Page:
Thursday, December 10, 2009

Southern Creamy Butter Beans (Large Lima Beans)

Large lima beans, or butter beans as we refer to them in my part of the Deep South, have a lovely creamy texture, and with this mix of seasonings, are just pure comfort food.
Large lima beans, or butter beans as we refer to them in my part of the Deep South, have a lovely creamy texture, and with this mix of seasonings, are just pure comfort food.

Creamy Butter Beans

Good old-fashioned, creamy butter beans, are a southern favorite for sure! Not to be too confusing, Southerners refer to both large and small lima beans as butterbeans, although there is also butter peas to consider, a smaller pea-shaped cousin, and a pea that is actually a bean and not a pea, akin to other Southern peas, such as lady cream and zipper, and that some Southerners also call butter beans ... but not to be confused with buttered peas which is a whole 'nother thing - just to confuse the rest of the world, as we Southerners love to do.

Whew! You just gotta love The South.

Pictsweet Butter Peas

Here, I'm referring to the larger lima beans, and that is what I call butter beans, because I call the tiny green baby lima beans, well... baby lima beans or small butter beans. I typically use Camellia brand dried beans. They have a lovely creamy texture, and with this mix of seasonings, are just pure comfort food, especially on a cold day.

Camellia Brand Large Lima Beans - my butter bean! See? It's right there on the package y'all - Large Butter Beans.

Like potatoes, beans are a popular meal down south because they are inexpensive - you can read that as cheap frugal for us southerners and we'll happily agree. They are filling, and belly warming on cold days, though we'll also be happy to eat them just about any time of the year. Once you get them on the stove, they don't require a lot of tending to either. Besides that, they are just downright good!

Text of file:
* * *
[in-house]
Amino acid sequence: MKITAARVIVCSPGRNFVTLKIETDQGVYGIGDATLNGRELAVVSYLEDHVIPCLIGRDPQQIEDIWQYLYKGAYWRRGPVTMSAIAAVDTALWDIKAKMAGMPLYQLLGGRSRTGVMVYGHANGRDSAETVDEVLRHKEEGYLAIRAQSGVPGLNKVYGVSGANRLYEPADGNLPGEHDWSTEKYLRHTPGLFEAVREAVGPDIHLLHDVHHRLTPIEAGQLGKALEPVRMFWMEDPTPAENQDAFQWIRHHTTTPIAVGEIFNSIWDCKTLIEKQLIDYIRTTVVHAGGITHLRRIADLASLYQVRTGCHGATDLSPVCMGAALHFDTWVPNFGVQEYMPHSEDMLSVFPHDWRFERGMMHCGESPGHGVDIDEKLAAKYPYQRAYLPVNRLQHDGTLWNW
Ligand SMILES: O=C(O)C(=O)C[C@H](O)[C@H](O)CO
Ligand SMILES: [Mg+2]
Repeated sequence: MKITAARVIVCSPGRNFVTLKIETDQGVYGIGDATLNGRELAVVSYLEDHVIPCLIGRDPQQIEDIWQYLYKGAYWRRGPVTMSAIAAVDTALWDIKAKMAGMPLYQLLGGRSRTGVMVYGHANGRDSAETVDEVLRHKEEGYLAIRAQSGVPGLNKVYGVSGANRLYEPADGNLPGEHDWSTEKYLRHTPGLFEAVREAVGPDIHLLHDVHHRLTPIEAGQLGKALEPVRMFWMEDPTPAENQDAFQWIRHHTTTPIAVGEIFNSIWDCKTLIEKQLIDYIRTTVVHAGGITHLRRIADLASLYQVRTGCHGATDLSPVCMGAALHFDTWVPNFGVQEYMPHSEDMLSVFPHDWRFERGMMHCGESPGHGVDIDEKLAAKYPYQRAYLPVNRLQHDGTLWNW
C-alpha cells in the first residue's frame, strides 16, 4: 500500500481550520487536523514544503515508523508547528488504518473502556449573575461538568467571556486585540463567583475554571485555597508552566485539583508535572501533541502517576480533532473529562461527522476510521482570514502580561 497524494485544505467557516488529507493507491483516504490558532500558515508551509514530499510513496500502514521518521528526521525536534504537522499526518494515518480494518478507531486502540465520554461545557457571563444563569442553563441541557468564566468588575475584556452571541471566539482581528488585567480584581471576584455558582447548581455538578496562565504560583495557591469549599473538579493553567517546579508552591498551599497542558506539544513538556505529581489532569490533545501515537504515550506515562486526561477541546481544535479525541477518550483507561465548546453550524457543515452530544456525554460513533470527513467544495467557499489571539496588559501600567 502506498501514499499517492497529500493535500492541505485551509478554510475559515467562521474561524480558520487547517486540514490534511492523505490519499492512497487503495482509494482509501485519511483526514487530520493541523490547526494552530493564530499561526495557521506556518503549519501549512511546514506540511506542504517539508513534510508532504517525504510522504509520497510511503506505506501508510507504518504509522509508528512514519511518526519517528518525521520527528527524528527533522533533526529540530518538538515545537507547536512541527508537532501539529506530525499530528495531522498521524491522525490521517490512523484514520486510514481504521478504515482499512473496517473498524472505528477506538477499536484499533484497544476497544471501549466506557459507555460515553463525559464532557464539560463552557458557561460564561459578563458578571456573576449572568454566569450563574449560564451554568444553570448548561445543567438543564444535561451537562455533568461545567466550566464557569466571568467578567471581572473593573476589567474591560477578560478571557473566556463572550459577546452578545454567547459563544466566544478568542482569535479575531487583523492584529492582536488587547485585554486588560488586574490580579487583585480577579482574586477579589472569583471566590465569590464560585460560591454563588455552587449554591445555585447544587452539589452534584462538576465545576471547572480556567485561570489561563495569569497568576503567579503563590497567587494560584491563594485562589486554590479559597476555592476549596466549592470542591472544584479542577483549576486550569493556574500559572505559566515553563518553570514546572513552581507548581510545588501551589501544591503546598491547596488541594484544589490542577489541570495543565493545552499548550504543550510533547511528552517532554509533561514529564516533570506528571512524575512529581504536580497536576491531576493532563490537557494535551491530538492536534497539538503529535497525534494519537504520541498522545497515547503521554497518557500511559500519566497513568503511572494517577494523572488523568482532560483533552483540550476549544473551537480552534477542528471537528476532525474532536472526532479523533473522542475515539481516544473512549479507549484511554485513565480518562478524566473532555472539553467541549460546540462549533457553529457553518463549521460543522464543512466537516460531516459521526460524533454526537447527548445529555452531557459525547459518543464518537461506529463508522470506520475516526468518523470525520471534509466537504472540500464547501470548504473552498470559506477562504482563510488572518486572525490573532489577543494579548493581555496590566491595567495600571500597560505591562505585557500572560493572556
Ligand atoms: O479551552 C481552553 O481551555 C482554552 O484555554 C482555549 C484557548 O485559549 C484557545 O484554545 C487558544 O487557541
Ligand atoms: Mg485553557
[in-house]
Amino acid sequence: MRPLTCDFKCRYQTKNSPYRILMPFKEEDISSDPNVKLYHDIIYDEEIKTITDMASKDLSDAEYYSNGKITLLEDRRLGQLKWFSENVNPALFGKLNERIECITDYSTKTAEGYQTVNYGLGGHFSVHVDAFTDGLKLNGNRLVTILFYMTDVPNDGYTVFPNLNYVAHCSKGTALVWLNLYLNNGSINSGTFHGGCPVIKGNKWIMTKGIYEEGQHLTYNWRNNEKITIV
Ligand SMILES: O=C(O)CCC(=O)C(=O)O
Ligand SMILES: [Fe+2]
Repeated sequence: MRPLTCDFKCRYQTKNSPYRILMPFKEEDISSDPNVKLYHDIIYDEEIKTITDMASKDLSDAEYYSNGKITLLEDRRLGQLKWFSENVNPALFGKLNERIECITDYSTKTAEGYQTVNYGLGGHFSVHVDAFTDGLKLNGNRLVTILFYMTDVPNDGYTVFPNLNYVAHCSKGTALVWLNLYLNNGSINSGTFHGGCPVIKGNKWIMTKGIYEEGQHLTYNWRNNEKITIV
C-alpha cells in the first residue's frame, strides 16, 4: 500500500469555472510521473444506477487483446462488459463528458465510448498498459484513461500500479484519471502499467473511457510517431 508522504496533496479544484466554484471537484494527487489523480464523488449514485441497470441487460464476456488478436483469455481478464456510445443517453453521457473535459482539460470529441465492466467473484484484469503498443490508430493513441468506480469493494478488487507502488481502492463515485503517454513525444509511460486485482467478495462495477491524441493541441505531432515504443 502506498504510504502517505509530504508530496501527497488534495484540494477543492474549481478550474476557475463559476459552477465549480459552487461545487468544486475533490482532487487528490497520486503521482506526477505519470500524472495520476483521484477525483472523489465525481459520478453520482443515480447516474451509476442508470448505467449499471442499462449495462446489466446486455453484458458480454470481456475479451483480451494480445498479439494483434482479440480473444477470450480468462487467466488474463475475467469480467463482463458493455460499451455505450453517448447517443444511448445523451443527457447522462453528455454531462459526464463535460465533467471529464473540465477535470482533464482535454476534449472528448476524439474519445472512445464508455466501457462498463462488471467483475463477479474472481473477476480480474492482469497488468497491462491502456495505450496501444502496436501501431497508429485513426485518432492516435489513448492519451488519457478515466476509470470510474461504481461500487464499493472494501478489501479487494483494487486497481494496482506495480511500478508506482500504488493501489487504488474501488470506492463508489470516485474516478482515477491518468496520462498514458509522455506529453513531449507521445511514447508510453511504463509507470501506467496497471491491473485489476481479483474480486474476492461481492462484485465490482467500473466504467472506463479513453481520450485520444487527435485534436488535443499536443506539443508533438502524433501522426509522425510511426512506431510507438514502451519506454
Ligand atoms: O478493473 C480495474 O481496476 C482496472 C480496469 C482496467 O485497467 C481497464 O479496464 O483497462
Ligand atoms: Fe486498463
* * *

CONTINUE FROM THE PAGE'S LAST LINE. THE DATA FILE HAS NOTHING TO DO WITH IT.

I really love baking a huge bone-in ham because it means that you get to put away that bone and some extra ham just especially for some for beans or a soup on down the line, but don't fret. You can buy some pretty awesome ham bones by the pound from your local specialty ham stores too. Serve these beans as a main dish, or as a side dish, but generally speaking, always with a side of cast iron skillet cornbread!

For more of my favorite bean recipes, pop by my Pinterest page!



If you make this or any of my recipes, I'd love to see your results! Just snap a photo and hashtag it #DeepSouthDish on social media or tag me @deepsouthdish on Instagram!


Yum

Recipe: Southern Creamy Butter Beans (Large Lima Beans)

©From the Kitchen of Deep South Dish
Prep time: 1 Hour |Cook time: 2 hours | Yield: About 4 to 6 servings

Ingredients
  • 1 pound bag of Camellia brand large lima beans
  • Water to cover plus an inch
  • 1 tablespoon of bacon fat, butter or vegetable oil
  • 1/2 cup of chopped onion
  • 1/2 cup of chopped celery
  • 1/4 cup of chopped carrot
  • 2 cloves of garlic, chopped
  • 1 teaspoon of dried thyme